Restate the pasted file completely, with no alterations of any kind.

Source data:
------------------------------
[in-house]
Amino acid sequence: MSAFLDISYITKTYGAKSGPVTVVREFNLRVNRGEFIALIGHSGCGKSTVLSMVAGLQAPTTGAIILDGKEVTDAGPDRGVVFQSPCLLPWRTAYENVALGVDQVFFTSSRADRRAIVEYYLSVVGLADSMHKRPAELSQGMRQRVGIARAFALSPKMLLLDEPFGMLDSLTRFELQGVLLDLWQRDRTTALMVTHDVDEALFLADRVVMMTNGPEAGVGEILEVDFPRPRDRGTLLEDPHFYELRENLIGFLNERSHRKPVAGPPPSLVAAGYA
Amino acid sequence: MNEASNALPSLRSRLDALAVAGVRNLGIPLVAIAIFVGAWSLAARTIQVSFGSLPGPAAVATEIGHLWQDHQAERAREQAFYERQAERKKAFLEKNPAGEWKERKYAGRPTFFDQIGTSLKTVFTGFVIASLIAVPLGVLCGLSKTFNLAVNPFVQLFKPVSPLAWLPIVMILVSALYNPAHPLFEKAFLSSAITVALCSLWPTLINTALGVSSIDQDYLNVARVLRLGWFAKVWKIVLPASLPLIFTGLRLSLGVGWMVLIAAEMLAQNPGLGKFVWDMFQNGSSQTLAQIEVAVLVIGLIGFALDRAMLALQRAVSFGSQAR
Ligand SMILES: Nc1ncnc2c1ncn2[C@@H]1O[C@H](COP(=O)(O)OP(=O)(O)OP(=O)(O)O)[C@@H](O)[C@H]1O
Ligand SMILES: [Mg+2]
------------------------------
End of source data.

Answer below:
[in-house]
Amino acid sequence: MSAFLDISYITKTYGAKSGPVTVVREFNLRVNRGEFIALIGHSGCGKSTVLSMVAGLQAPTTGAIILDGKEVTDAGPDRGVVFQSPCLLPWRTAYENVALGVDQVFFTSSRADRRAIVEYYLSVVGLADSMHKRPAELSQGMRQRVGIARAFALSPKMLLLDEPFGMLDSLTRFELQGVLLDLWQRDRTTALMVTHDVDEALFLADRVVMMTNGPEAGVGEILEVDFPRPRDRGTLLEDPHFYELRENLIGFLNERSHRKPVAGPPPSLVAAGYA
Amino acid sequence: MNEASNALPSLRSRLDALAVAGVRNLGIPLVAIAIFVGAWSLAARTIQVSFGSLPGPAAVATEIGHLWQDHQAERAREQAFYERQAERKKAFLEKNPAGEWKERKYAGRPTFFDQIGTSLKTVFTGFVIASLIAVPLGVLCGLSKTFNLAVNPFVQLFKPVSPLAWLPIVMILVSALYNPAHPLFEKAFLSSAITVALCSLWPTLINTALGVSSIDQDYLNVARVLRLGWFAKVWKIVLPASLPLIFTGLRLSLGVGWMVLIAAEMLAQNPGLGKFVWDMFQNGSSQTLAQIEVAVLVIGLIGFALDRAMLALQRAVSFGSQAR
Ligand SMILES: Nc1ncnc2c1ncn2[C@@H]1O[C@H](COP(=O)(O)OP(=O)(O)OP(=O)(O)O)[C@@H](O)[C@H]1O
Ligand SMILES: [Mg+2]